Step by step guide on how to lay a vinyl floor
by Steve Macrie firstname.lastname@example.org
Vinyl flooring. Admittedly, not as bad as it used to be. And it's softer underfoot, but it still isn't good. It comes in a wide range of styles and patterns. It's best used in commercial buildings such as care homes and cheap hotels like Etap. If you are going to use it in the home, I'd keep it in an out of the way place like a utility room or downstairs toilet. If you're determined to fit it yourself, then I suggest you read on about how to fit it properly.
By the way, before we start although Linoleum seems to be a similar floor covering to vinyl, it's made from natural substances and is much harder to fit than vinyl. I suggest you call a professional to fit lino flooring.
I'll be blunt. You're going to need a quite a bit of kit for this job. Unless you've got a lot of vinyl or you're thinking of fitting vinyl professionally, it might be cheaper to pay someone else to do it. Just a thought.
Anyway, to do the job you'll need a roll of vinyl (obviously), a Stanley knife or craft knife, vinyl glue, a steel straight edge, a tape measure, a paint scraper (for the glue), a ballpoint pen, a roll of double-sided flooring tape. And if you've got a tiled floor or it's made of concrete you'll need some self-levelling compound.
Step 1: The vinyl
Laying cold vinyl is a nightmare. It's stiff and doesn't stretc..h well. So, leave the vinyl in a warm room for a day and turn on your central heating. It will make fitting it so much easier.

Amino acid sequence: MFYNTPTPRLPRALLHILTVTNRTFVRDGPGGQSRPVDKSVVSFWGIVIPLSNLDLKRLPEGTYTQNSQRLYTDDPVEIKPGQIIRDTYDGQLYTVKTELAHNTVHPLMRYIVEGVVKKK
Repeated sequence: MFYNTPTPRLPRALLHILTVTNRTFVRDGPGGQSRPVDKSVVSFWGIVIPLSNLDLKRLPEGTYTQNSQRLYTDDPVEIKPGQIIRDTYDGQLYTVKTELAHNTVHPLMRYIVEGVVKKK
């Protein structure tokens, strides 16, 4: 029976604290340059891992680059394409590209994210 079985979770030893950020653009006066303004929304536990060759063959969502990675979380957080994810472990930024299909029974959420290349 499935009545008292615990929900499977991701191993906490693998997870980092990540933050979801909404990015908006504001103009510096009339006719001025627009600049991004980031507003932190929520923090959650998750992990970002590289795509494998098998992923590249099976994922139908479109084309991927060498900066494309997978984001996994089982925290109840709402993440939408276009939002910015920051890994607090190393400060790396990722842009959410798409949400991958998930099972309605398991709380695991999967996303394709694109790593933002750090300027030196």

Step 2: Preparing the floor
If you have raw concrete floor, you'll need to make sure it is absolutely level. Otherwise the lumps will show through the vinyl. They'll look ugly and present a potential safety hazard. Purchase a self levelling compound, spread it over the floor to fill the holes and follow the instructions. That will do the trick.
Self levelling compound is what you'll need if you're covering ceramic tiles, as well. Spread a thin layer and fill in the joints between tiles. Again follow the instructions to allow it to set.
If you're covering floorboards, you'll need to lay hardboard over them to create a flat, smooth and stable surface. Make sure you stagger the joints and fix plenty of pins to make sure they don't rise with wear.
Step 3: Lay the vinyl
Make sure the area is clean. Like a clean room. Get the vacuum out and give it a good hoovering. Take your shoes off. You won't need them for this job. They'll just drag grit around with you.
Now, unroll the vinyl against the longest continual wall. Keep unrolling until the patter is parallel with the wall. Leave a 4 inch overlap against the wall.
Chances are your vinyl is going to fit straight away. Now you'll need the Stanley knife. As the vinyl is unrolled, keep it as flat as possible around the edges near the wall by making vertical cuts into waste vinyl (i.e. the stuff pressing against the walls that won't be covering the floor). For a neater finish, cut into the corners and trim the excess vinyl so that you form a V shape.
Step 4: Fit the vinyl
Now that you've trimmed most of the excess vinyl off, it's more manageable. Get a pen and mark off more excess vinyl. Cut it away. Your aim now is the get the vinyl into the rough shape of the room with a 1 or 2 inch excess around the sides.
Step 5: Trim and glue
OK, press the straight edge against the vinyl and trim to fit exactly. Force any edges under cabinets, skirting boards etc... This will give you a nice, crisp finish. Looking good? Great. Now, if you've got anything other than ‘stay-flat' vinyl, this is the time to stick it to the floor. Follow the instructions on your glue.
Step 6: Finishing
You're nearly there. Get a soft brush and starting from the center of the room, push out any bubbles to the edges. Secure the vinyl at the doors and entrances to the room with double sided carpet tape. It will stop it moving.
You're done! Now, go and lay the neighbours vinyl and make back the price of your tools!
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